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Lecture Series: A Tribute to Dads on Father’s Day

Growing up I spent a lot of time with my dad. We would go on what he called “drives” which were actually him working on weekends, but I had no idea because we talked and sang the entire time. The “drives” were to properties he needed to visit, but to me, they were adventures filled with life lessons, songs, math equations, and “lecture series.”

My dad always had a curriculum of material he was teaching me on those drives, with hidden lessons in every story, activity, and adventure. Going to the bank was about personal finance, grabbing nuts and bolts at the local store was about fiscal responsibility and resourcefulness, and trying the 27th math problem was about perseverance. We had philosophical conversations on value systems, what it is to live a good life, and personal agency.

I loved time with my dad. Growing up, I didn’t realize how lucky I was. He was someone who operated outside of systems built to constrain you. He taught me a way of being in the world that provided a massive advantage in life – namely how to think.

The times I’d bring him an issue, he wouldn’t give me an answer but ask reflective questions back. It was infuriating and I hated it, but I see now he taught me how to figure things out for myself. How to think differently from the crowd about what’s possible and challenge anything someone tells you is certain. I learned everything is negotiable and “when you lose, don’t lose the lesson.”

He modeled being kind to wait staff, grocers, customer service professionals, and anyone you think of as, “the little guy,” because they aren’t little. He taught me how to spot the games being played around me – and then make a decision about how to play them (or whether to at all). He taught me how to think differently about how to be in the world. And to never miss the beauty that’s in front of you (even if it requires you to drive 45 minutes to get hush puppies, but damn they were good).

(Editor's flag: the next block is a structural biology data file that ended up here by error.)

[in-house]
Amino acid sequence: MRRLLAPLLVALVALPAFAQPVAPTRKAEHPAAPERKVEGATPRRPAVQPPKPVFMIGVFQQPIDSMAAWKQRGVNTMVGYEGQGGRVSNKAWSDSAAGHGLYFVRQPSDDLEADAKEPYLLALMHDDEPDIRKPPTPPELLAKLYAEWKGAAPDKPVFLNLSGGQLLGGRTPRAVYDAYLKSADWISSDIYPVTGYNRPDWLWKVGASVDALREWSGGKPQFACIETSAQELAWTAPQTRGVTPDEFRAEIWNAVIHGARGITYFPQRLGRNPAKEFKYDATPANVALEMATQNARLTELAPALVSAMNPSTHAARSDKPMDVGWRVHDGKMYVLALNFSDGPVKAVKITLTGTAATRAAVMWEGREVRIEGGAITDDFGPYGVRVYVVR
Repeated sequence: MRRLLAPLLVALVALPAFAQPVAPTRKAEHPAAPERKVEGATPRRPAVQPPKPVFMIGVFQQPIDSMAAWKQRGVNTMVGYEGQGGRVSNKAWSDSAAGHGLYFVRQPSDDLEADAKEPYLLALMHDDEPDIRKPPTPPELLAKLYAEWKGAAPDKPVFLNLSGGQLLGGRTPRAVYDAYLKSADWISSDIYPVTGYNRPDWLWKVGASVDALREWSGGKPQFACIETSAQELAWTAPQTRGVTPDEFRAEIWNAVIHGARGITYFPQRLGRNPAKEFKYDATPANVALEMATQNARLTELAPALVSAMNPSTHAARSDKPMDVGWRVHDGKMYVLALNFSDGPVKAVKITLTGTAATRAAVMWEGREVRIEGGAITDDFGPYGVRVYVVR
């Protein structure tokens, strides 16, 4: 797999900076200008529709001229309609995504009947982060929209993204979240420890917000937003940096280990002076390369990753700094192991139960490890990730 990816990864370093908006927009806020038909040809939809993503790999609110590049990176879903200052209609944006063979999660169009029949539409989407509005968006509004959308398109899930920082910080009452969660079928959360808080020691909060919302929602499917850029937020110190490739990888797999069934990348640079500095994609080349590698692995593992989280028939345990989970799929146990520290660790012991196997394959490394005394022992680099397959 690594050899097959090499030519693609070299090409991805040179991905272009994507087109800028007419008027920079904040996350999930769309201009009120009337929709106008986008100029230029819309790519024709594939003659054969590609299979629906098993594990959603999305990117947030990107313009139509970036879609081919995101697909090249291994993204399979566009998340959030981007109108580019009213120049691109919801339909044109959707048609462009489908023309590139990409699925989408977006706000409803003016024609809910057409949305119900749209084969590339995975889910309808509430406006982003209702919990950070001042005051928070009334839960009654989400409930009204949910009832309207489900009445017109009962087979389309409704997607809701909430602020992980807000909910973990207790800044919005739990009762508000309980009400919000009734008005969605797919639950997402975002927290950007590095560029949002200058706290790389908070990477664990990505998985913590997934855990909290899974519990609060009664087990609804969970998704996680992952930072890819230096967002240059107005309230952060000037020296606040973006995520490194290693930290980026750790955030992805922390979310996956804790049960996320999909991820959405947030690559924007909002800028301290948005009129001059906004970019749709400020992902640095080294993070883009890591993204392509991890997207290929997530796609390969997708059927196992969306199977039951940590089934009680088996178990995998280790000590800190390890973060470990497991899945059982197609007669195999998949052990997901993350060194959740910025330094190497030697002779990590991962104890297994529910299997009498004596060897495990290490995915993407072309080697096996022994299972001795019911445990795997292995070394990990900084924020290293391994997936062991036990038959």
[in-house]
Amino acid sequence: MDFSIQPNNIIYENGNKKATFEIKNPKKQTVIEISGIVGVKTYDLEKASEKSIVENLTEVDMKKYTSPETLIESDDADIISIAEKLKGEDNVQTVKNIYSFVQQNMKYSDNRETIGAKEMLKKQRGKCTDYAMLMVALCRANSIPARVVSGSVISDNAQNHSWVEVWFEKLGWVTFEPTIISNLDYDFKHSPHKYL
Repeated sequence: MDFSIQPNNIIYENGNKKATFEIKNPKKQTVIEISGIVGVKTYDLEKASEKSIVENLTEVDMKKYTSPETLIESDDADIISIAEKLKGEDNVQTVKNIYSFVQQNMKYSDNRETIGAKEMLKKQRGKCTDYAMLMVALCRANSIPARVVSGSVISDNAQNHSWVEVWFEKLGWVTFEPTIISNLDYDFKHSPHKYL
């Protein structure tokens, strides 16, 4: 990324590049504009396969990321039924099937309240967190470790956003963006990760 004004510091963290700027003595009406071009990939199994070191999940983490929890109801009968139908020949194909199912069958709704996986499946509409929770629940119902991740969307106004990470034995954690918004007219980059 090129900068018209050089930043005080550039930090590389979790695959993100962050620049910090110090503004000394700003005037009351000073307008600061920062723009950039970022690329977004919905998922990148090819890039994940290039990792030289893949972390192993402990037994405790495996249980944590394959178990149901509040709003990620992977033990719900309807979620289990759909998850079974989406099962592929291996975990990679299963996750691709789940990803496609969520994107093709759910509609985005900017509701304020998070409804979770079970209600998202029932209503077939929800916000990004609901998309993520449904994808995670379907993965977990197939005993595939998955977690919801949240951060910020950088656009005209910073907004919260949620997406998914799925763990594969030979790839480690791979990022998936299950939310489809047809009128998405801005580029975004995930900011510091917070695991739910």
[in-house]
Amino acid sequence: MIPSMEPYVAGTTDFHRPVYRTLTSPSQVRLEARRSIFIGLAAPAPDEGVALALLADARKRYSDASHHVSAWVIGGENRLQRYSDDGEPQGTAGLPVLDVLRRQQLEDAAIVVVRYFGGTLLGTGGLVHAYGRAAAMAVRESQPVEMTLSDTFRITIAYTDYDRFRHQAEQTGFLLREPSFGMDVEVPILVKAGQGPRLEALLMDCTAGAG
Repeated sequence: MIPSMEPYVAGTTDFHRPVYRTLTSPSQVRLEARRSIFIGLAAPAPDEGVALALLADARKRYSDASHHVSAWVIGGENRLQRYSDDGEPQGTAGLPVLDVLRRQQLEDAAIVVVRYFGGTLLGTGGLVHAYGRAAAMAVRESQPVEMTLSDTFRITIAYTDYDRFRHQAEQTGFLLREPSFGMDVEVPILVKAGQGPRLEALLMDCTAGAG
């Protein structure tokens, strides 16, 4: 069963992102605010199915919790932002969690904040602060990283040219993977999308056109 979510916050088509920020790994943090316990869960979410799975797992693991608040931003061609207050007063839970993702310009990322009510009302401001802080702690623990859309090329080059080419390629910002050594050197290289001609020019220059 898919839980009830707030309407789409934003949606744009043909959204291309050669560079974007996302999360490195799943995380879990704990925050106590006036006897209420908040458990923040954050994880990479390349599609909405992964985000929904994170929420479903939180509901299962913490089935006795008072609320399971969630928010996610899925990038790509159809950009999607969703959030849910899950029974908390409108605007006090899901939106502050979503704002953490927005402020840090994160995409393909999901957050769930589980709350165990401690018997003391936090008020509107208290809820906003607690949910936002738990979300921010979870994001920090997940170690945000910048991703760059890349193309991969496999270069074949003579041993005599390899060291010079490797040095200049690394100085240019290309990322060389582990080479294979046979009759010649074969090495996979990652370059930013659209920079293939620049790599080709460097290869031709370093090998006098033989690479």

The topic of fatherhood is anguished for me today. When I observe other families that have both parents involved, I feel a sting in my heart for all the beauty I see and that my daughter doesn’t have. It hurts. But it also sits next to a gratitude and grace – of how much she has gained in losing a dad*. Uncles, cousins, grandparents, and friends have all stepped up to include us and make this new normal feel like we’ve gained more than we’ve lost.

(*her dad is alivehe’s not in our lives much)

Today is Father’s Day here in America and I want to thank the men and women who have stepped up to be fathers. You don’t have to have children or be related to children to be a dad. That’s something I’ve been humbled by the last few years. Fatherhood is an identity, a being, and a choice. You can offer your biological sperm, make your identity about money (“providing and protecting!”), complain about attending baseball games, and grill in the backyard – that passes in America for “being a dad.”

But it is not fatherhood. To be a father is to take on the personal responsibility and accountability for stewarding the life of a tiny human.

I think one of the things I’m most grateful for is how much my dad wanted to be with my sister and me growing up; to the point where we wanted him to go away. He worked a lot, but we never felt second to his friends or work or desire to go out and “blow off steam” because he never did that. There were no Sundays of golf or poker nights in the den filled with smoke – there were lecture series and drives and boat shows and bike rides and The second he walked in the door, every single night it was nonstop engagement, curiosity, care, and lecture series.

I wrote up some of the lessons from those series for Inc. a few years ago. You can read the piece here.

To all of the men and women who are showing up as Fathers in the lives of tiny humans – you are doing the work of changing the world. Infecting the youth with the belief that they matter and are cared about and someone notices and loves them – THAT. That is everything.

Happy Father’s Day.


PS: As a reminder, men – call out your friends. Today is a great day to start.

To my own dad, who said he’d never judge me for losing, only for not having tried, I love you. Thank you. For everything.